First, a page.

**longitudinal velocity**increased quickly, from 0 to 0.5 m/s in about 100 ms, and then they were blown out of the calculation domain directly. The

**longitudinal velocity**of short straws was increased with a different growth acceleration rate in a different region of the sieve. Owing to the impediment of the lower grain pan, a mandatory change in airflow direction occurred, leading to a smaller value of airflow velocity in the front of sieve, and resulted in the smallest growth acceleration rate in this area. In the following backward moving process, their

**longitudinal velocity**increased gradually, whereas at the end section of the sieve, some short straws were blown out swiftly.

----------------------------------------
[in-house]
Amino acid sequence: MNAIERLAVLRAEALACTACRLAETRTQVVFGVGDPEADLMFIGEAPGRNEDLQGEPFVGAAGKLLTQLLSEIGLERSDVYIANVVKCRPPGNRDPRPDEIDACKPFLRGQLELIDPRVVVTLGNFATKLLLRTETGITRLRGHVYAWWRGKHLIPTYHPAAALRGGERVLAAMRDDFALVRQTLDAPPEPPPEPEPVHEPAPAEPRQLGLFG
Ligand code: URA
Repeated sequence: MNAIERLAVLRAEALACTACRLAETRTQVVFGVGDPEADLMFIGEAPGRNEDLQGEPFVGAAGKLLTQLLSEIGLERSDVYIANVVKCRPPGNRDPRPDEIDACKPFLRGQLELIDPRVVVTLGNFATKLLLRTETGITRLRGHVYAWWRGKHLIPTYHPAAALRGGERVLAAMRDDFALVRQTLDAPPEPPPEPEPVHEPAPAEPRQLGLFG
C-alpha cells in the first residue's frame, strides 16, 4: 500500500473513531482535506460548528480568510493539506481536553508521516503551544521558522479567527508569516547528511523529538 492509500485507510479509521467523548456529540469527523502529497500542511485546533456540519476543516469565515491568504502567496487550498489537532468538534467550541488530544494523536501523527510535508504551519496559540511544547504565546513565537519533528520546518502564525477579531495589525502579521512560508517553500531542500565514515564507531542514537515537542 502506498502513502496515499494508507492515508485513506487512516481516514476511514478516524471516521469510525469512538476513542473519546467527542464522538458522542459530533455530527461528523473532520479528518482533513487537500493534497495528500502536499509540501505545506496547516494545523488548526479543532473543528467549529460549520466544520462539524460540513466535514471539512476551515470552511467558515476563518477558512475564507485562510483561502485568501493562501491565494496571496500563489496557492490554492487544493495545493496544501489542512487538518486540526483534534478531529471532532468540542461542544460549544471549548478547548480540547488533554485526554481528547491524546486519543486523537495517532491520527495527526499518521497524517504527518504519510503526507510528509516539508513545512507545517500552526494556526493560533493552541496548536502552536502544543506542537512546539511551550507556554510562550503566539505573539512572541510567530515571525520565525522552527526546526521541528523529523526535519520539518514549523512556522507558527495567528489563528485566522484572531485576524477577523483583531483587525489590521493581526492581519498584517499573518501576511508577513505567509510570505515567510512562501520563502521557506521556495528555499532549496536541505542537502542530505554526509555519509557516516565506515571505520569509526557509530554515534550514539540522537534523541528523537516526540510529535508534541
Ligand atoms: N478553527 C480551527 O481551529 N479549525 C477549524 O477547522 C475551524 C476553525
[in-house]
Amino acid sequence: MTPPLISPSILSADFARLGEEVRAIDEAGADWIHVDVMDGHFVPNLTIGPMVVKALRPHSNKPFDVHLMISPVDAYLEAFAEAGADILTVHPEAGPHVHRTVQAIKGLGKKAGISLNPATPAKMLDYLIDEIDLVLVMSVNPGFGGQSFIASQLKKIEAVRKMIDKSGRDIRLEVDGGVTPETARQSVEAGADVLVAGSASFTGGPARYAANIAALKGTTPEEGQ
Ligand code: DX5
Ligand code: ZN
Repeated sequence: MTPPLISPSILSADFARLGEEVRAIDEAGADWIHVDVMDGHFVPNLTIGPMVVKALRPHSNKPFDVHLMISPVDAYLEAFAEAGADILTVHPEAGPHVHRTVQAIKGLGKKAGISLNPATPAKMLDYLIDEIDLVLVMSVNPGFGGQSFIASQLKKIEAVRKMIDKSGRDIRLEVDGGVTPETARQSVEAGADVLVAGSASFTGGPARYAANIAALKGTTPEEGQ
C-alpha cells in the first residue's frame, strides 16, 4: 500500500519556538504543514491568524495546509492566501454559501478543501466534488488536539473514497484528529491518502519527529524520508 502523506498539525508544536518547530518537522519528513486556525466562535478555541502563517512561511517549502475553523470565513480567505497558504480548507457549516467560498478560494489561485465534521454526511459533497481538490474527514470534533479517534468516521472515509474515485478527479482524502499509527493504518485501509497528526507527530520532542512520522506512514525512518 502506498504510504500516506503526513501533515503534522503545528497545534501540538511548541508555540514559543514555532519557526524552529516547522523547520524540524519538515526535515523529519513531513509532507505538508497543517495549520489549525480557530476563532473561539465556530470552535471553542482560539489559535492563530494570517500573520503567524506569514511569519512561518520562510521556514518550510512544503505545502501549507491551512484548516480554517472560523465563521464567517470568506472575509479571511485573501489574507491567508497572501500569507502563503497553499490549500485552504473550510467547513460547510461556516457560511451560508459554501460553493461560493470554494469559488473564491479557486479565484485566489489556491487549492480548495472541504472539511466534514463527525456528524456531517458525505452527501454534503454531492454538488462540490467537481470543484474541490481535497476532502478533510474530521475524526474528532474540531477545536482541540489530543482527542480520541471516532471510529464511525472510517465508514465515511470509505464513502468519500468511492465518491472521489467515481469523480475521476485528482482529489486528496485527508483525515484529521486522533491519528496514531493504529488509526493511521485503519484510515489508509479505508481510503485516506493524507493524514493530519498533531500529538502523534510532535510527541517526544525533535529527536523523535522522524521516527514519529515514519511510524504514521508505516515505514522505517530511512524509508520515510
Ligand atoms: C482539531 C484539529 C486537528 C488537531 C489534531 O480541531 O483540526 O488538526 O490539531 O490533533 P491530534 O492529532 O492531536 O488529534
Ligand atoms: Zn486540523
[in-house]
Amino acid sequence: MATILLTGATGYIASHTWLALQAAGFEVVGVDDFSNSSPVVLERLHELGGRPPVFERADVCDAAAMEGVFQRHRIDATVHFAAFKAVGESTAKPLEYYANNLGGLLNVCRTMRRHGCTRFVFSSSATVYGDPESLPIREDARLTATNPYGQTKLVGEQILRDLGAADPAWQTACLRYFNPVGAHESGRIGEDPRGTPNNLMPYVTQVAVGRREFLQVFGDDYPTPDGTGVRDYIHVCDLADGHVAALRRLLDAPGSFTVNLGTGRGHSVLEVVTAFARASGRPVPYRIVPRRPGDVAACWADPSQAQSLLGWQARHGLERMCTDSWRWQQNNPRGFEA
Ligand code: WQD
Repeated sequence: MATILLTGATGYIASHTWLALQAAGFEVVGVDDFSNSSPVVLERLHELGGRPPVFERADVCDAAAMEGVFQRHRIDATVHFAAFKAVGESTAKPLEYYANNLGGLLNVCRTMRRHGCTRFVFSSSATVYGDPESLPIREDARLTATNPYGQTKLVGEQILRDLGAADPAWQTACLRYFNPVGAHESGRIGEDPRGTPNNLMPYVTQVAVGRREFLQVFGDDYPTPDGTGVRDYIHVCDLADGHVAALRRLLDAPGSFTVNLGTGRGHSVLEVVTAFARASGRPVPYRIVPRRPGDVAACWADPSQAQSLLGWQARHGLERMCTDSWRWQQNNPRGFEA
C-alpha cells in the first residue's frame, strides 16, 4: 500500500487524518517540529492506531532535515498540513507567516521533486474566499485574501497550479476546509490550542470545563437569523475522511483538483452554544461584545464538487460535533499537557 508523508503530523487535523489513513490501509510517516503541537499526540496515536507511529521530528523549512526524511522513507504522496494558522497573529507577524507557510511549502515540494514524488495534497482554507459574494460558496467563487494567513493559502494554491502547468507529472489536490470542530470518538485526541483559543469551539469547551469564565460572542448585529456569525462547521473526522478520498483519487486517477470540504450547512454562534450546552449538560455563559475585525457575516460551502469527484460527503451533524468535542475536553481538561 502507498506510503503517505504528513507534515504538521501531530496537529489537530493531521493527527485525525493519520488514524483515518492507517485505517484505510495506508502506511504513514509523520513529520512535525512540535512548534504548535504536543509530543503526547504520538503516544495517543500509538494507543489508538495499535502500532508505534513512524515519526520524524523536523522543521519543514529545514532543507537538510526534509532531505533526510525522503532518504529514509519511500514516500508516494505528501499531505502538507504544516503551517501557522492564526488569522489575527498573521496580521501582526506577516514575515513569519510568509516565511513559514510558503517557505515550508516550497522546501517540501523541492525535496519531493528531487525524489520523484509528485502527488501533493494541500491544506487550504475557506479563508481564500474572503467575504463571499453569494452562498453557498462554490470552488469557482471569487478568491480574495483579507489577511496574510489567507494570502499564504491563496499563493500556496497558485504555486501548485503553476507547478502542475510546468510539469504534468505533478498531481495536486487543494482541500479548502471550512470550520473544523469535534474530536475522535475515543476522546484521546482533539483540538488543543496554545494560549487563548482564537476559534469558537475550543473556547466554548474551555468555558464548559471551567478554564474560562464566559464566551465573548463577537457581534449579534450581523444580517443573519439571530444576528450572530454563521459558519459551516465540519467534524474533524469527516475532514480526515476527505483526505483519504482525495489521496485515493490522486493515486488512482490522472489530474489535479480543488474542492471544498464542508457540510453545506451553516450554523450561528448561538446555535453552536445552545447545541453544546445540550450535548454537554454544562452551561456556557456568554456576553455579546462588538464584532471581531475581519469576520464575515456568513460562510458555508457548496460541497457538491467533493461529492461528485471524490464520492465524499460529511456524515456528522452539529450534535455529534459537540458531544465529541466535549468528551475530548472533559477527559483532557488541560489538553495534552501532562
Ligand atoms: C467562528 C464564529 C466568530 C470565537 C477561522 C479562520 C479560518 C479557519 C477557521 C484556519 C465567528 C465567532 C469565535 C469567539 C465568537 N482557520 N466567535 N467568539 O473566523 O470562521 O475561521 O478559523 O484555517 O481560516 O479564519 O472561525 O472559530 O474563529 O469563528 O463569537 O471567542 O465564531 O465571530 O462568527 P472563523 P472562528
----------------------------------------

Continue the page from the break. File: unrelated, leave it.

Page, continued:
**indicates**that the airflow velocity was smaller at the front of the upper sieve, which was not beneficial for grain stratification and penetration. Since there was an accumulation of a large amount of threshing mixture, most of the short straws cannot be effectively separated. Most of them pass through the sieve with the grains, which leads to a larger grain impurity ratio. On the other hand, at the end of the upper sieve, the airflow velocity was relatively high in places closer to the wall, and some full grains also were blown out and caused a grain loss. To solve this problem, a kind of efficient cleaning device with the major structural improvements as follows was put forward: (1) The length of the lower grain pan was shortened to make it into a streamline arc plate, as the experiment results indicated that there was a slightly mandatory change in the air flow direction, which can help to develop an upward airflow at the end of streamline arc plate and also can prevent vortex generation. (2) A centrifugal fan with double outlets was designed to increase airflow velocity at the front of the sieve. (3) A return conveying plate was adhered under the longitudinal axial flow threshing cylinder to upgrade the processing capacity of the cleaning device. A diagram of the newly developed cleaning device is shown in Figure 12.